Hello. Welcome to the month of June! From facebook statuses, I read that spring remains elusive for some. With summer almost upon us, we'll keep the faith.
I spent about five hours doing yard work yesterday. I usually work without a shirt on if possible: I like to tan. However, I started with a light jacket on - it was that chilly.
I have a non-powered lawn mower - you know, like you used to see a few decades back. It's a fair bit of work to use. I soon broke a sweat and took my jacket and t-shirt off. Five minutes after I'd finished, it started to rain. Back on with the t-shirt and jacket.
About half an hour later, the sun burst forth. With all the moisture in the air, suddenly it was baking hot. Within two minutes I was overheating, and had to take the jacket and shirt off again. The sun stayed for about forty-five minutes, then rain again! Back on with the t-shirt and jacket. That cycle repeated about three times.
While spreading some compost on the back lawn, I found a big rock just under the surface. I'll offer my nine-year-old first crack at getting the rock out. He's shown some interest in that before.
Today is grey again - probably about 8 degrees so far, though it's only 8:30 in the morning. I haven't checked the forecast.
Henry Winkler, as stated above, played The Fonz on Happy Days, which ran 1974-1984. A nostalgic sitcom about the 50s and 60s, it wasn't a comedy like you might imagine today. Every episode had some laughs, but laughs weren't the show's main point. Rather, it was a "feel-good" show in which the old American values were confirmed and people were brought back to them when they wavered. The Cunninghams were a nuclear family with two children; I can't remember anyone divorced on the show. The Cunninghams had a nice house, but no one on the show lived large. Every week was little changed from the last, save some different - yet "ordinary" - problem that needed to be worked out.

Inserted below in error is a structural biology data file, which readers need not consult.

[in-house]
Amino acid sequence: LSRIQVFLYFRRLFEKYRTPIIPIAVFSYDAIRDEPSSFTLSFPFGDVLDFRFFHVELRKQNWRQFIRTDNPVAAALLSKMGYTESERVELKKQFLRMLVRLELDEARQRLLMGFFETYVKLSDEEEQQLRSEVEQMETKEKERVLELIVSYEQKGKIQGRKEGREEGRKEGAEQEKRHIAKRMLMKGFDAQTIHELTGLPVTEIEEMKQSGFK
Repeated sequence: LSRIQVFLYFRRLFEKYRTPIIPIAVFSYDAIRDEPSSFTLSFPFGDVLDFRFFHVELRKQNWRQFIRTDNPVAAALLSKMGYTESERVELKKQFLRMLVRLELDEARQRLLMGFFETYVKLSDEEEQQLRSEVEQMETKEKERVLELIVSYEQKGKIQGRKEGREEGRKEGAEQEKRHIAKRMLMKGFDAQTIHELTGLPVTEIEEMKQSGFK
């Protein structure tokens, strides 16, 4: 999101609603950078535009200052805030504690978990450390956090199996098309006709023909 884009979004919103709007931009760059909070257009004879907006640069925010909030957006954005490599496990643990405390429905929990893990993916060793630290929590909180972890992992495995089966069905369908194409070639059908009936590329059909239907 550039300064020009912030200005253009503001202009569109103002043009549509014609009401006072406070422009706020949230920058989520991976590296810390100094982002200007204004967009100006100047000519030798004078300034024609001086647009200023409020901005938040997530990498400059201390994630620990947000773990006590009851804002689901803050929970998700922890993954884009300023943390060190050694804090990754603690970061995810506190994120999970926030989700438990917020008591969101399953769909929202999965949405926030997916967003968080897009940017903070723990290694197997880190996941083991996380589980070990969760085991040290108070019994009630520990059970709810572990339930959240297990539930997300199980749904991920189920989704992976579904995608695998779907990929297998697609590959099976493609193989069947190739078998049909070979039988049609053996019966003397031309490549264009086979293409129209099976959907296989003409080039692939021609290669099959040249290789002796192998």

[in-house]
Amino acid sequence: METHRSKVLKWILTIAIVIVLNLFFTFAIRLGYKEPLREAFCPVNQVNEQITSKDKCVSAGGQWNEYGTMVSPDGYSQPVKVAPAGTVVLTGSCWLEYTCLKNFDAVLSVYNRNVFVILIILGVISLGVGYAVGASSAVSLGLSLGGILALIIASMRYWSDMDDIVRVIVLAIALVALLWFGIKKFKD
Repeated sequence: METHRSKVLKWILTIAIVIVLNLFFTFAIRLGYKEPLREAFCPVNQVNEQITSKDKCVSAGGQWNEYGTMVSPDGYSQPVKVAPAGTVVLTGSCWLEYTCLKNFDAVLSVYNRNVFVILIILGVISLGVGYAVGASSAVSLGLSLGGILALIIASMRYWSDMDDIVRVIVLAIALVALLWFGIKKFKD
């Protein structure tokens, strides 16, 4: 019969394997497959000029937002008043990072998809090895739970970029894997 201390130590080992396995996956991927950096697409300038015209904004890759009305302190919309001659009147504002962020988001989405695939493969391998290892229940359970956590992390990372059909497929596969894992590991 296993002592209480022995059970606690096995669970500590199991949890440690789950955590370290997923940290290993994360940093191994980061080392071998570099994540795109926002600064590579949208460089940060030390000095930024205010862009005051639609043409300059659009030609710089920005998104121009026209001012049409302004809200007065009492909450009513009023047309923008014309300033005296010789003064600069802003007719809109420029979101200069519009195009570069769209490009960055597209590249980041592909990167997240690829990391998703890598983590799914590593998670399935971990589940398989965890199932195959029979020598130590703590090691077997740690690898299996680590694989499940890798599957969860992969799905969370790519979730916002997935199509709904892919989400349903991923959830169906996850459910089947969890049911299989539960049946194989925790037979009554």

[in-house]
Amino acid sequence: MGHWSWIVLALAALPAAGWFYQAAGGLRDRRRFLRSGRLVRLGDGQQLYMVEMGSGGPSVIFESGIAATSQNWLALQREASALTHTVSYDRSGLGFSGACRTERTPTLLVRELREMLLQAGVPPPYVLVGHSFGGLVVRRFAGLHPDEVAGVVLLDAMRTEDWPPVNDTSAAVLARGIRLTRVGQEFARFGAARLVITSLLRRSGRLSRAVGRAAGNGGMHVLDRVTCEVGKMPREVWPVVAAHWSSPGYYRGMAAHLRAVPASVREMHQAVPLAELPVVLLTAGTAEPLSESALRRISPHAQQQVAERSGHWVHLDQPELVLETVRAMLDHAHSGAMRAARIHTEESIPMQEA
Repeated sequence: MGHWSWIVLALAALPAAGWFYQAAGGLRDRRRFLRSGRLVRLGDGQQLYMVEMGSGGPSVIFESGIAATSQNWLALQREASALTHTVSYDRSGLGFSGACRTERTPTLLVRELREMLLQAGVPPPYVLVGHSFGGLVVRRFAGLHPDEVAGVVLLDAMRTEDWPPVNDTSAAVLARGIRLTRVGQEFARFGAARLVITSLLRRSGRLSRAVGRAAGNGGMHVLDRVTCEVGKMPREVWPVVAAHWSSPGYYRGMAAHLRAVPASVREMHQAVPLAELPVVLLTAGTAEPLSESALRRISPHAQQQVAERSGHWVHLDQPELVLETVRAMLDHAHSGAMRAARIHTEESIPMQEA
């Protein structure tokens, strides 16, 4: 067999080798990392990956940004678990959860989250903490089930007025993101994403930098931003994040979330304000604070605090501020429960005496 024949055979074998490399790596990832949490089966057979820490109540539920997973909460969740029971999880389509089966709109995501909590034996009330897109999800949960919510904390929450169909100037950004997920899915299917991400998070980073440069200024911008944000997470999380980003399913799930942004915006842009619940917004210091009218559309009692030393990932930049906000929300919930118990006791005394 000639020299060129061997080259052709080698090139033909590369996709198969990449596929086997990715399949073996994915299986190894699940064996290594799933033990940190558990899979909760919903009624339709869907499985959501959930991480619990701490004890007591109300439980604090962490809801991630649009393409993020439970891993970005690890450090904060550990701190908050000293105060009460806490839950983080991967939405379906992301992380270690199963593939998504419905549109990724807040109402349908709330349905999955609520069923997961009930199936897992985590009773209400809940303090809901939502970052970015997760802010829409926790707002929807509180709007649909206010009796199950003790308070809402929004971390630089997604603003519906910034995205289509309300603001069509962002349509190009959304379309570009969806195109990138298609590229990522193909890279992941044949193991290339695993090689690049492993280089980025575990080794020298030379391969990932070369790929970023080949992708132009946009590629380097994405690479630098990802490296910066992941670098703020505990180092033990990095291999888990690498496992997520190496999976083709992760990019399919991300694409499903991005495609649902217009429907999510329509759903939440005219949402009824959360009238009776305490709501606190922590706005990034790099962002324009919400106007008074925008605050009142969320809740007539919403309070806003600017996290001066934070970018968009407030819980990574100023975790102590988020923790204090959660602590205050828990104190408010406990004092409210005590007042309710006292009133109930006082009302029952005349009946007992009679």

The expectation that life shouldn't change - that's the central theme of Happy Days. How different that is from today's thinking! Most people today would probably criticize the lifestyle on Happy Days as boring. Yet, no one on the show seemed to feel that way.
The last trade surplus the US enjoyed was in 1975. Some people say that we haven't made any progress in North America since the "happy days" of the 1950s. To be sure, for every way we've gone forward, you can counter with a way we've gone backward since then.
Arthur Fonzarelli - the protector of the teenagers on the show - advised and navigated the kids past their many pitfalls. He was a '70s icon: I remember kids with Fonzie t-shirts saying "aaaaaaaaaa" just like Fonzie did on the show. (It's pronounced like the 'a' in lake.) Fonzie owned the thumbs-up gesture for many years.
People aren't so easily impressed today, yet look at America now relative to then. Many people think we've outgrown those days, but could an opposite argument also be made?
Looking good, Fonzie! I always enjoyed watching you on Tuesdays. You were the first person I ever saw on colour TV - before then, I hadn't known you wore blue jeans. Anyway, thanks for everything.
Wikipedia was a source for this article: here and here.